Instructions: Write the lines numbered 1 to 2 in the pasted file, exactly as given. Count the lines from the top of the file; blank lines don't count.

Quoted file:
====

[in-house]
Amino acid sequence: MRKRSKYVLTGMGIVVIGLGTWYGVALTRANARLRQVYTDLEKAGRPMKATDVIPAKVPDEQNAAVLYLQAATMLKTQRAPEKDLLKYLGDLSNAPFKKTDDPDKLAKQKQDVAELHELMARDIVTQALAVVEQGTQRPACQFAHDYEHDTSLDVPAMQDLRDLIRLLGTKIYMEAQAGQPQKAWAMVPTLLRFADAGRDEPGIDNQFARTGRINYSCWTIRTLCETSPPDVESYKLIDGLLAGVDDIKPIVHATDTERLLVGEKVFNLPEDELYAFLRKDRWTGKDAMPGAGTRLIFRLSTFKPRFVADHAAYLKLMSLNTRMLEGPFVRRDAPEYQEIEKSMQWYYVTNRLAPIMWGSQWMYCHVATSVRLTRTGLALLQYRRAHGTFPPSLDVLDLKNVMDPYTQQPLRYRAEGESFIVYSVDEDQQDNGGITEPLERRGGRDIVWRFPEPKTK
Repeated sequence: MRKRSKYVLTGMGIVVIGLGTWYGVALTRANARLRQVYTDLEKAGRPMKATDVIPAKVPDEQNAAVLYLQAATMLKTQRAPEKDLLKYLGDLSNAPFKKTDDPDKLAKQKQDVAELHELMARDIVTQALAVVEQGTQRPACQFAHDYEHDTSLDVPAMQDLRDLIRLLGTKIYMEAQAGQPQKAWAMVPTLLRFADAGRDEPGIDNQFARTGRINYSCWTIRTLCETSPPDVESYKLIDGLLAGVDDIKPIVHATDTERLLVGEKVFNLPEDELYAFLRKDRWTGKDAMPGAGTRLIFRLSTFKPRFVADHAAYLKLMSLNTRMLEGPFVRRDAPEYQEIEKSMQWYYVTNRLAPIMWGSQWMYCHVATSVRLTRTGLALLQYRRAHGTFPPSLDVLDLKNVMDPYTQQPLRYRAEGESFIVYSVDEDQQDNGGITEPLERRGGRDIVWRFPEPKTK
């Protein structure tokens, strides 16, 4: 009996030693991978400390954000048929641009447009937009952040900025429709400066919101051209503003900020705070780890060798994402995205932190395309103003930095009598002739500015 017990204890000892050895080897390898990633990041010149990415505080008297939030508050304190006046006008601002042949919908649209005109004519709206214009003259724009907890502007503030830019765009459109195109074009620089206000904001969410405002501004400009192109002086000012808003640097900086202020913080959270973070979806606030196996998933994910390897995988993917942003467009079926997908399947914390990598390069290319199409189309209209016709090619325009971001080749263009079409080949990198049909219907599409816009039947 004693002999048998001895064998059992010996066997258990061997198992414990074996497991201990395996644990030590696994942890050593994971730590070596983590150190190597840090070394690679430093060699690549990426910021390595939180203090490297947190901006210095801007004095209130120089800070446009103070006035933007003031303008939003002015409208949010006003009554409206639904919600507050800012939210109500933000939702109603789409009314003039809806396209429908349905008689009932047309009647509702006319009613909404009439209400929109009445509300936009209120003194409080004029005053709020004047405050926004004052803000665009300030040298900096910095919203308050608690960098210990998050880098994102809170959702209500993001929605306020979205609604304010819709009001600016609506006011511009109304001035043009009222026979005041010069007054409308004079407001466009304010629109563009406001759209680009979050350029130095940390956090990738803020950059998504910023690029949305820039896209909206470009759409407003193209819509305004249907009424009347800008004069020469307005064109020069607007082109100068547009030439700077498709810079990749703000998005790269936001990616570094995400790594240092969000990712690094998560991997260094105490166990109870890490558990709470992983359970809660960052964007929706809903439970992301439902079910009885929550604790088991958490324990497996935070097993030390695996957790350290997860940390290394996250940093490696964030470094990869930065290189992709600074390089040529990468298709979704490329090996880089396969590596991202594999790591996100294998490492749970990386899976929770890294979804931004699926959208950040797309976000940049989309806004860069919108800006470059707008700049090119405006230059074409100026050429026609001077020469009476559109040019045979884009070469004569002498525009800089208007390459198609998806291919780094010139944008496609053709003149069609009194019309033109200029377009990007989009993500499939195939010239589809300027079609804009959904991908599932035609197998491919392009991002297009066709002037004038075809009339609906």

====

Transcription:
[in-house]
Amino acid sequence: MRKRSKYVLTGMGIVVIGLGTWYGVALTRANARLRQVYTDLEKAGRPMKATDVIPAKVPDEQNAAVLYLQAATMLKTQRAPEKDLLKYLGDLSNAPFKKTDDPDKLAKQKQDVAELHELMARDIVTQALAVVEQGTQRPACQFAHDYEHDTSLDVPAMQDLRDLIRLLGTKIYMEAQAGQPQKAWAMVPTLLRFADAGRDEPGIDNQFARTGRINYSCWTIRTLCETSPPDVESYKLIDGLLAGVDDIKPIVHATDTERLLVGEKVFNLPEDELYAFLRKDRWTGKDAMPGAGTRLIFRLSTFKPRFVADHAAYLKLMSLNTRMLEGPFVRRDAPEYQEIEKSMQWYYVTNRLAPIMWGSQWMYCHVATSVRLTRTGLALLQYRRAHGTFPPSLDVLDLKNVMDPYTQQPLRYRAEGESFIVYSVDEDQQDNGGITEPLERRGGRDIVWRFPEPKTK